Survey: Most Patients Use Healthcare Review Sites to Choose Docs

Dec. 1, 2016
More than eight in 10 (84 percent) surveyed patients said they consult a reviews website with some frequency to view or post comments and ratings of healthcare staff, according to a new report from Software Advice.

More than eight in 10 (84 percent) surveyed patients said they consult a reviews website with some frequency to view or post comments and ratings of healthcare staff, according to a new report from Software Advice.

For the report, from the Austin, Texas-based company that provides research and user reviews for technology, patients were asked about their use of online reviews sites. It turns out that these sites are growing in popularity. And, while the frequency with which patients use reviews sites varies, a combined majority do so regularly: 59 percent report using them “often” or “sometimes,” while one-quarter use them “rarely.”

As such, researchers said that this data suggests patients are finding a great deal of value in online reviews of medical practices. “What’s more, this dynamic can make or break a medical practice’s online reputation. It’s not just that so many patients are using reviews—it’s that those reviews are often the first thing patients see,” the report stated, further noting that search engine optimization (SEO) experts agree that user-generated content, such as reviews, is heavily weighted by search engines. The report gave an example of a gynecologist from California having positive reviews from multiple websites, dominating the first page of his search engine result—a result of the doctor sending his patients automated invitations to review his services across all the major healthcare reviews sites.

What’s more, most patients surveyed use online reviews as a determining factor for choosing a new doctor. Seventy-seven percent of respondents report using online reviews as a first step to seeking a provider, while 16 percent use them to validate the choice of a doctor they’ve tentatively selected. These results show that online reviews do play a role in patient retention. But it’s clear that most patients are consulting reviews to decide whether they should make a first appointment with a provider. But for providers, the good news here is that they can leverage reviews sites as marketing channels, and use them to grow their patient population, the researchers noted.

Nearly half of respondents (47 percent) said they would consider going to an out-of-network doctor if their reviews were better than those of an in-network doctor. Interestingly, out-of-pocket costs are much more expensive for patients whose physicians aren’t covered by insurance, meaning that a very significant percentage of patients are willing to overlook important factors, such as cost and convenience, in favor of positive online reviews when choosing a new healthcare provider.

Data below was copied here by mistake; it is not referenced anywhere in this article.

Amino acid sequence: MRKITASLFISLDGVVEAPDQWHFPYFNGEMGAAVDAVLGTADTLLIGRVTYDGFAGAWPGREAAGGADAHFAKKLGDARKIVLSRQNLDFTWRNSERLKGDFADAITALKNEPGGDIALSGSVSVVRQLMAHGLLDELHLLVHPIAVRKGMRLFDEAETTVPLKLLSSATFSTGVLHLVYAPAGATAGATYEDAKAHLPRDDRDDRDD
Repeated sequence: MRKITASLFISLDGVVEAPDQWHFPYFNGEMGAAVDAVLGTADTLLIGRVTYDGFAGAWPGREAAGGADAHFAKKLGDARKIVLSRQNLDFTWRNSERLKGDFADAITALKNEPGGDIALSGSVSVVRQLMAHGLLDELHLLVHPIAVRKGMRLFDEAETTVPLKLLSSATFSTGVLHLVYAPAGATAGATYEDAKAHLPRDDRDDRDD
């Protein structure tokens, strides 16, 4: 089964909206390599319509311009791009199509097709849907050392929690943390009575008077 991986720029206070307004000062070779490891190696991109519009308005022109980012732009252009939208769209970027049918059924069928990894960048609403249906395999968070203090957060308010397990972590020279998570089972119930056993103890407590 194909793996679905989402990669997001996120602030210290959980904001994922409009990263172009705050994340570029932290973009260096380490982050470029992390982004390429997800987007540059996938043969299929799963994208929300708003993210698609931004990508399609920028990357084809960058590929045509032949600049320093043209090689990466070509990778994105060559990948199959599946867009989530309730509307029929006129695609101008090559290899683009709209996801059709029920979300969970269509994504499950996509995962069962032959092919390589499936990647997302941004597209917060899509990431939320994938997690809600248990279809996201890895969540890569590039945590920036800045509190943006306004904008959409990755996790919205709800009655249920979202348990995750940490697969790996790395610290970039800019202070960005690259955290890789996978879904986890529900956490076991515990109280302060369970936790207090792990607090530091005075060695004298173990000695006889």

When asked what kind of online reviews patients typically write about a doctor, a combined 50 percent of patients report leaving “very positive” or “somewhat positive” feedback, while 13 percent write “neutral” reviews. Only 6 percent of respondents write “very” or “somewhat negative” reviews.

Negative reviews do happen sometimes, however. The survey asked patients whether they think it’s important for doctors to respond to negative comments on reviews websites. The majority of respondents (60 percent) feel it’s “very” or “moderately important” for doctors to post a response. Thirty-two percent believe it’s “minimally” or “not important,” and 8 percent don’t have an opinion either way.

When looking at a doctor’s online reviews, 28 percent of respondents said they seek information about the quality of care provided. Patient rating scores—often represented by numerical values or star ratings on reviews sites—come in second place, at 26 percent. Information about the patient experience is cited by 23 percent of respondents.

Digging deeper into the subject of care quality, the survey also asked respondents what they consider the most important information about delivery of care. The majority (43 percent) choose “accuracy of diagnosis,” followed by “listening skills” at 20 percent and “explanation skills” at 16 percent.

“Our survey shows that medical practices must keep an eye on their existing online reviews. But providers should also be proactive about recruiting more, lest they miss opportunities to attract or retain patients,” the researchers concluded.